“Please don’t tell my parents….”

This week we’ve been looking at cases that address a parent’s right to make educational decisions and to be informed of what is going on at school.  Sometimes the right of the parent, or the interest of the parent, may infringe on the student’s sense of privacy.  Sometimes kids tell things to counselors or teachers or coaches with the request: “please don’t tell my parents.”

The Daily Dawg is not the place to even try to offer some simple resolution of the issues that such a request presents.  If you are facing that situation, you likely need to bounce it off your school lawyer. Many factors come into play. What are we talking about?  Does your school policy address the issue?  Is it a matter of possible abuse or neglect?  How old is the student?

Texas has a very strong statement in the Education Code about the parent’s right to information:

(a) A parent is entitled to full information regarding the school activities of a parent’s child except as provided by Section 38.004. [Note: 38.004 is about child abuse investigations].

(b) An attempt by any school district employee to encourage or coerce a child to withhold information from the child’s parent is grounds for discipline under Section 21.104, 21.156, or 21.211, as applicable. [Note: all three of those statutes deal with termination of employment].

The Texas statute provides the starting point in answering the question: do we tell the parents about this?  The “default rule” in Texas is that parents have a right to know what is happening at school.  The next question would be: is there some very good reason to deviate from this rule?

Most of the case law addressing student privacy involves sexuality.  In one case, a police officer arrested two young men (17 and 18 years old) in a parked car.  The arrest was for underage drinking, but during the questioning, the young men admitted that they were in the car for the purpose of having sex.  The officer threatened to inform the grandfather of the 18-year old, Marcus Wayman, of this.  When released from police custody, young Mr. Wayman went home and killed himself.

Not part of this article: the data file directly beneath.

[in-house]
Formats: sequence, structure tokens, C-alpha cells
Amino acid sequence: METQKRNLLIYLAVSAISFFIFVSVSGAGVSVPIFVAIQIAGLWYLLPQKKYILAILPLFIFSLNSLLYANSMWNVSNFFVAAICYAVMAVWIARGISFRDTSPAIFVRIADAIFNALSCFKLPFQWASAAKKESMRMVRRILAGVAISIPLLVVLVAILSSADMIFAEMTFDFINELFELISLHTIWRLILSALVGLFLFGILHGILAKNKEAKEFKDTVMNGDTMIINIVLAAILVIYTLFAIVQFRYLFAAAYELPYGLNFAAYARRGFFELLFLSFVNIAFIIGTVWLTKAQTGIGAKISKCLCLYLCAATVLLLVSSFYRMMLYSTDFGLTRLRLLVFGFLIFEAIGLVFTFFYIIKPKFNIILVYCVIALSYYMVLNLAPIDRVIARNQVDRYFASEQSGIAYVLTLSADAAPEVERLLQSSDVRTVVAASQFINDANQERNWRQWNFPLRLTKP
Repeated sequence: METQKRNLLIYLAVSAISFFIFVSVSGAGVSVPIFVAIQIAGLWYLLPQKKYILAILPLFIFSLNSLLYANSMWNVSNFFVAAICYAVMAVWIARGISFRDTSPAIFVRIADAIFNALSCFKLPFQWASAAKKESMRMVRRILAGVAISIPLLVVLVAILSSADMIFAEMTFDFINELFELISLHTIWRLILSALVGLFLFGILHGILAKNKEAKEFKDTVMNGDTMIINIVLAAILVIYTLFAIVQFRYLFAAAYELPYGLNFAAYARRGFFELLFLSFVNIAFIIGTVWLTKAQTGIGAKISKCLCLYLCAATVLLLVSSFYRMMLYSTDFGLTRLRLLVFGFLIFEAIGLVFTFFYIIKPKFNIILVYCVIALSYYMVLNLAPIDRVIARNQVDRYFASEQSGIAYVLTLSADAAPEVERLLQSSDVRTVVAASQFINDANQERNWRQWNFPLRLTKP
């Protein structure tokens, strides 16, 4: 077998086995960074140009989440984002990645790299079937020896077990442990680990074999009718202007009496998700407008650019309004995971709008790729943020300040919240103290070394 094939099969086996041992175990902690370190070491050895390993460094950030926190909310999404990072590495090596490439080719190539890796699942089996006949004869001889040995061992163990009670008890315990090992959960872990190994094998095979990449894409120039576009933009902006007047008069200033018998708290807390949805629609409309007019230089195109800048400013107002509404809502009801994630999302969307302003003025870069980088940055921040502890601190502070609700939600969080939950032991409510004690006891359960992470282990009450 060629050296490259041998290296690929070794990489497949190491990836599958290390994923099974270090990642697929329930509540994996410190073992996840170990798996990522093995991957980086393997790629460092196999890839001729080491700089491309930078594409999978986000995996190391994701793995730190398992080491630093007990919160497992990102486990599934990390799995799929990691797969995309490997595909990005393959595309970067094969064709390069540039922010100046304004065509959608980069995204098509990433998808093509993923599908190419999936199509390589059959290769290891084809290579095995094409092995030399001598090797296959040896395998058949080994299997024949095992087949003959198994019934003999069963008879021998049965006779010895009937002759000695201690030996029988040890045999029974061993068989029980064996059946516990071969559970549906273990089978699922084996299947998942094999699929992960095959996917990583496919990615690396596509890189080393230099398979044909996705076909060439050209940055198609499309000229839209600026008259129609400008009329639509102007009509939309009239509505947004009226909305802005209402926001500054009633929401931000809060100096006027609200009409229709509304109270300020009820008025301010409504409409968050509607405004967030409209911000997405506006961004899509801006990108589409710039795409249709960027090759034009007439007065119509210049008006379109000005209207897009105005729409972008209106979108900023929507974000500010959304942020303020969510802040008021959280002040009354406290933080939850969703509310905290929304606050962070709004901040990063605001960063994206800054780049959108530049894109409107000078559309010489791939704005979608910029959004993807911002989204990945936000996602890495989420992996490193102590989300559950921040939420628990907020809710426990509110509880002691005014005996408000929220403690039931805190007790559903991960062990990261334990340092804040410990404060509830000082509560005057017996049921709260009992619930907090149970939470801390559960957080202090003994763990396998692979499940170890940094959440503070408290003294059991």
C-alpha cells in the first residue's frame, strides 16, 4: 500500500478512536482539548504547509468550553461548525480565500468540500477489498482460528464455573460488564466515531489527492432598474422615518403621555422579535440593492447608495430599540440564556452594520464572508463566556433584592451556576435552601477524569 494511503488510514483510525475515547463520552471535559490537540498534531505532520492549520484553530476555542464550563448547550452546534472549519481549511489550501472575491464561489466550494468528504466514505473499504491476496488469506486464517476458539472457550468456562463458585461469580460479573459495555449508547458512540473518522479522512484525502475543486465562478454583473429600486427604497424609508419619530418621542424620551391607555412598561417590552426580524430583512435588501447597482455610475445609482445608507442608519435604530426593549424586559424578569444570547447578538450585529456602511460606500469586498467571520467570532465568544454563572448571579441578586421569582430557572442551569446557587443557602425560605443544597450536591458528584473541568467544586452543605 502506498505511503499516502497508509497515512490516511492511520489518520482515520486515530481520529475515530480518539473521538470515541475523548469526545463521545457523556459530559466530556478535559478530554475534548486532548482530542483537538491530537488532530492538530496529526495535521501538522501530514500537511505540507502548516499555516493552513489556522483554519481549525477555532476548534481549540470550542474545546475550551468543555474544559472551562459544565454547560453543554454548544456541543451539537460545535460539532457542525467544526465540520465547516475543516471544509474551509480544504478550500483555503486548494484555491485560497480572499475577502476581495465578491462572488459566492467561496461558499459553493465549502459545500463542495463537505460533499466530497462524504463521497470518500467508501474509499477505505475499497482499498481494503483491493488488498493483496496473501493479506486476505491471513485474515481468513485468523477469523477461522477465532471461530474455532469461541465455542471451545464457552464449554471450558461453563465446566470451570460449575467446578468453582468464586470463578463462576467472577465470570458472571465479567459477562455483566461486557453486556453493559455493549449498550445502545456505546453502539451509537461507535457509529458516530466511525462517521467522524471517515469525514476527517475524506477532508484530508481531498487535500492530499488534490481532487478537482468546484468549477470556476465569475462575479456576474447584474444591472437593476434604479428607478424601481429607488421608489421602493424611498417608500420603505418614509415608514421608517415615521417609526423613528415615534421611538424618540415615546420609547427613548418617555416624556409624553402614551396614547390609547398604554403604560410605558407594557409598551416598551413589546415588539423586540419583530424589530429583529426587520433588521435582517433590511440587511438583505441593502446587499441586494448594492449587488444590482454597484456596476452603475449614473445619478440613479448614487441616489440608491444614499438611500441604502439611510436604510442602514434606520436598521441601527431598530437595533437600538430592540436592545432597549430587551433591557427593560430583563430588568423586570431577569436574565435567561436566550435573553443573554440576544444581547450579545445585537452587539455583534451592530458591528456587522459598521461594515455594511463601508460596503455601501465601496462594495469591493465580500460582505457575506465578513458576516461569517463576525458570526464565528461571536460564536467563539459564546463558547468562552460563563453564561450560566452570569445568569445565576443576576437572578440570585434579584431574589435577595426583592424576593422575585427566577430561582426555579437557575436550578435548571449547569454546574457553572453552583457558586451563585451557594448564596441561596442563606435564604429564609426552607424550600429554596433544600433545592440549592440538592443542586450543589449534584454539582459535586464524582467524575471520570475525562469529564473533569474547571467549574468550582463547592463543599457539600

His mother sued for the invasion of her son’s privacy and was vindicated by the 3rd Circuit:

It is difficult to imagine a more private matter than one’s sexuality and a less likely probability that the government would have a legitimate interest in disclosure of sexual identity.  Sterling v. Borough of Minersville, 232 F.3d 190 (3rd Cir. 2000).

Matters of sexuality are private, and the law on this is well established.  But it’s not quite so clear when the case arises in the school context, and the disclosure of private information is to the parent.  Consider our 5th Circuit case on this.  The suit alleged that two coaches had improperly “outed” a gay student to her mother.  Since the suit was against the coaches individually, they were able to assert the “qualified immunity” defense. And it worked. The court held that this disclosure, to the mother, in the context of a discussion of school related matters, did not violate a right of privacy that was “clearly established.” Wyatt v. Fletcher, 718 F.3d 496 (5th Cir. 2013).

These are murky waters, to be navigated carefully, with legal counsel and with a clear understanding of the specific facts relevant to your situation.


See you next week, readers!